CL: Yea! I just added a History minor.  I took the Third Reich with Tom Childers sophomore year, and then I took this other history class that counted for something but ended up being really interesting. I’m one of those people that really always needs something to work towards, and I don’t have any major classes left – all I have to do is one of the college requirements. So I was like, “God, what am I going to take next semester?” I’d feel bad taking random classes that I’m just not interested in. So it’s going to be four history classes, with one of them counting for the last sector I need. It’s doable, it’s just going to be a very different type of semester. 

Street: What’s your running life going to look like after you graduate? 

CL: I’m probably going to take some time off, then run a half-marathon, you know, just to make it more fun. And then next thing you know you’re a full-blow addict again.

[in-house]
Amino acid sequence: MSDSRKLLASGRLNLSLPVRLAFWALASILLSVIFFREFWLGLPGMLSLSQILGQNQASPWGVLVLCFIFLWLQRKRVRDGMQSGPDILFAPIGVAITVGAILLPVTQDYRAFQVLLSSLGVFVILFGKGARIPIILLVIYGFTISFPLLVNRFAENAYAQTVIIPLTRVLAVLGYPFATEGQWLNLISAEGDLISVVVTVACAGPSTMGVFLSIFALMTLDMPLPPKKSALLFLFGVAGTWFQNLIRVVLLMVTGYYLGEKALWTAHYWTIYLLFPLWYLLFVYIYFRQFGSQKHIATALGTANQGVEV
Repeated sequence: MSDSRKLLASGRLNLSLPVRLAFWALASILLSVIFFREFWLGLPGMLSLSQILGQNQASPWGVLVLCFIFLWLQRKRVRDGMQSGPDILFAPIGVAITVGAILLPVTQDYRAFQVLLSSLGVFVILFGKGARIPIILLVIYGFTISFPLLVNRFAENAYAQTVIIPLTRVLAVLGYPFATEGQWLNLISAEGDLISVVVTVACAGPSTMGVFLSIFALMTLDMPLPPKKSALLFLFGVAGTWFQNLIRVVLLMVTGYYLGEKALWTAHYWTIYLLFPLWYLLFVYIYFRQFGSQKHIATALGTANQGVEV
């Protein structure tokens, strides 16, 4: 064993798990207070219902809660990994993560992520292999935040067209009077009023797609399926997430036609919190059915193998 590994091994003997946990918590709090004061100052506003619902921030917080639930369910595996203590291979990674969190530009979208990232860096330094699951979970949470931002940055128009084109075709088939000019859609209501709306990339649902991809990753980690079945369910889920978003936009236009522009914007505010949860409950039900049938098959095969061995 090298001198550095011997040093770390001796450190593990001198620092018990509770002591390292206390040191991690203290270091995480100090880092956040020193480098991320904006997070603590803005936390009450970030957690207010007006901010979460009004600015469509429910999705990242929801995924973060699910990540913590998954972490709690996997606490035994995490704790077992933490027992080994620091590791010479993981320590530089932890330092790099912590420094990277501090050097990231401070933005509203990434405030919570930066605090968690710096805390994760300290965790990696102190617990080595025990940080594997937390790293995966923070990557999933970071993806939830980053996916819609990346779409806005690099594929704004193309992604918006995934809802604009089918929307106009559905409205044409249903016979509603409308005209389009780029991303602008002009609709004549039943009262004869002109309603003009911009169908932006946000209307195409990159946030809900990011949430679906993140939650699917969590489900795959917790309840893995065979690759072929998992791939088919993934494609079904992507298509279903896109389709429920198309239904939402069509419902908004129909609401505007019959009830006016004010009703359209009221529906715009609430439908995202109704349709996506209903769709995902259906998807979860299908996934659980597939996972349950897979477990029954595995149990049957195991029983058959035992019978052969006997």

Street: Tell me a story that describes you in a nutshell.

CL: So turns out that with enough effort, I can be convinced to do pretty much anything. This summer I went on a 31 mile, three-day, two-night backpacking trip in the White Mountains of New Hampshire. The thing is: I don't camp. Like, ever. The extent of my camping experience was sleeping in a tent in my backyard to justify to my dad that buying a tent wasn't a total waste of money. Yet somehow my summer roommates convinced – bribed me with whisky – to go, and I ended up having an awesome time, even though I probably slept a total of four hours and it hailed on us the last day. Plus, I only had to drink filtered pond water once, which was a pleasant surprise. 

Street: What’s something I forgot to ask you?

CL: My number.

Lightning Round  

The last tab I closed on my computer was... "Youtube. I was probably watching car videos."   

The coolest class I’ve taken at Penn was... "Third Reich, it’s basically the rise and fall of Nazi Germany. He’s just objectively the best and most versed WWII and Nazi Germany professor." 

My favorite post-workout snack is... "Chocolate milk. But the key is that you can’t just have one chocolate milk, you have to drink enough of it until you feel sick."

Cross-country or track? "Cross Country."

There are two types of people at Penn... "People who drink black coffee, and people who like coffee-flavored things."